Photographic Anarchy in the UK

Imagine a photographic world where all images are pictorial. Lush landscapes, cute puppies and bikini clad beauties are top of the photographic agenda, imagine that your weekly or monthly photographic fix is drip fed by publications like Amateur Photographer who's main objective is to sell you imported Japanese kit rather than challenge the photographic establishment that has failed to recognise street photography as Art !  No, no, this is not now this is the 1970''s, the internet had not yet arrived !  Street photography existed and was practised by the few, while the majority were happy with a sort of Camera Club aesthetic. It should be said that the term Street Photography was rarely used in England at this time.

Street Photography in the UK certainly existed in the 70's although the term used at this time was Social Documentary photography as photography could not be real art , could it ?          The Americans already knew it could . 

The job of photography was to record and document.

The practice of framing Art photographs was seen as unacceptable at this time as the preference was for block mounting at the few gallery shows that existed. Photography as a pastime was booming and bathroom darkrooms were not uncommon, despite all this the real freedom of expression being offered by this relatively new medium remained dormant for many.

Creative Camera magazine had started beating the drum for a more creative aesthetic in the 1960's but even in the 1970's this was more or less an underground movement which did not make the impression that Punk rock did on the decade but appears to have laid the foundations for what we all now know as Street Photography in the UK.

The image created by Ian Berry of the boy with the box is classic street and was created with the aid of a bursary from the Arts council of Great Britain as part of his "English" project and of course the late great Tony Ray Jones was to have his book " A day off " posthumously published in 1974 which was also aided by the Arts Council.  I believe that the economic climate of the 1970's did not create the best environment for British Street Photography to prosper but I must say that England was a very interesting subject as it struggled through a challenging economic climate and great social change.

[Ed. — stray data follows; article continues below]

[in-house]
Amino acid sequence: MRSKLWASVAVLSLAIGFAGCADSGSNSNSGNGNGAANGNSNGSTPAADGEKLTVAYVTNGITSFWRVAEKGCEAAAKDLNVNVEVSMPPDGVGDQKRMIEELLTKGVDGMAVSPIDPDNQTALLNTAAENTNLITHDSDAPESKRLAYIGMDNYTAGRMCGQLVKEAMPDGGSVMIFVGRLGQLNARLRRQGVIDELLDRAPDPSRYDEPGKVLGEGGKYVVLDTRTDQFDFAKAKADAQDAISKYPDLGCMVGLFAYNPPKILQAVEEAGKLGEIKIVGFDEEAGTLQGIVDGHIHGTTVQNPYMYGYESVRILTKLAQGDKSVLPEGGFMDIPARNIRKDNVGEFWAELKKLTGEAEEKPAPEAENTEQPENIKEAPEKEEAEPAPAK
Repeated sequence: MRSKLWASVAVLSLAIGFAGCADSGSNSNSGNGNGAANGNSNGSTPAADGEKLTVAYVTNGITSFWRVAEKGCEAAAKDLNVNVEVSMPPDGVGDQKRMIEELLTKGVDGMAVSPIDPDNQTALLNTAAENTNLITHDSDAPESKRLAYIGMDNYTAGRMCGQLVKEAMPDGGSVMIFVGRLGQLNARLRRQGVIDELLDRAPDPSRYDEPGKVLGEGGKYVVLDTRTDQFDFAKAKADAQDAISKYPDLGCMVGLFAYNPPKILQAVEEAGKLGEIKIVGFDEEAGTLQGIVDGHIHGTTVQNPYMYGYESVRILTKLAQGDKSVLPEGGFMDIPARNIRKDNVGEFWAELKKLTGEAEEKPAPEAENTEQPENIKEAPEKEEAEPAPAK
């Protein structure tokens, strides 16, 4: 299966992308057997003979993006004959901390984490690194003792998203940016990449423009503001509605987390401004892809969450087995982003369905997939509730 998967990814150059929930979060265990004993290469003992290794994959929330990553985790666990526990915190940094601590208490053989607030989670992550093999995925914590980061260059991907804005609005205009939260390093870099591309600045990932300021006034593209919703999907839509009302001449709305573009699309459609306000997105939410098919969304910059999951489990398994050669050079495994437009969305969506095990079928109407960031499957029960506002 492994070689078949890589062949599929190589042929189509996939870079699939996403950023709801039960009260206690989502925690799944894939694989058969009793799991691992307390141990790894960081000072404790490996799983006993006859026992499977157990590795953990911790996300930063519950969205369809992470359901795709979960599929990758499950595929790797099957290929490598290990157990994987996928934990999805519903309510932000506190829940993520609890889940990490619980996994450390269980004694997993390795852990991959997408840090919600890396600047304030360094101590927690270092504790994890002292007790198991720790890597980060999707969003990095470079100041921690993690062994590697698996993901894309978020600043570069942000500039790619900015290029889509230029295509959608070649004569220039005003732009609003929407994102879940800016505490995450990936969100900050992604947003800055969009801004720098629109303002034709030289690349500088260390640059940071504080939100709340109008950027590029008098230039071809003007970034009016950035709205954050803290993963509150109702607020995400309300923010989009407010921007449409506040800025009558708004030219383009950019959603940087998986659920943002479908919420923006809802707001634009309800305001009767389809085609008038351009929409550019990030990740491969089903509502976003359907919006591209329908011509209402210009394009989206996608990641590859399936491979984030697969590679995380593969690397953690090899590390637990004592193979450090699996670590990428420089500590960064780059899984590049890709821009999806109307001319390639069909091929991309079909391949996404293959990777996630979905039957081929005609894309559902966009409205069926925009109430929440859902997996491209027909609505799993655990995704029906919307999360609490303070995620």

Looking back it appears to me that the internet and the ability of digital photography has really set Street Photography and Street Photographers free in terms of publishing and costs, we must now try to prove that we are worthy of the great opportunities that lie ahead for us and acknowledge the photographers who were brave enough to shoot street despite being seen as little more than eccentrics by many. 

The roots of UK Street Photography are heavily influenced by the social documentary traditions established in the 1970's although many prefer to behave as if Street Photography is the product of an immaculate conception which was born on the net, it was not !

Social documentary photography is not second class street photography, when done well it is   meaningful, creative and relevant, much of it is street photography it just lacks the clichés and highly saturated colours adopted by many of those living in denial.

How many of your pictures will be republished on the internet in fifty years time, the challenge for all of us should be to try and create work that is valued by future generations, if nothing else such ambitions will help to motivate us today.

This item grew out of a piece I blogged on my site about Creative Camera magazine.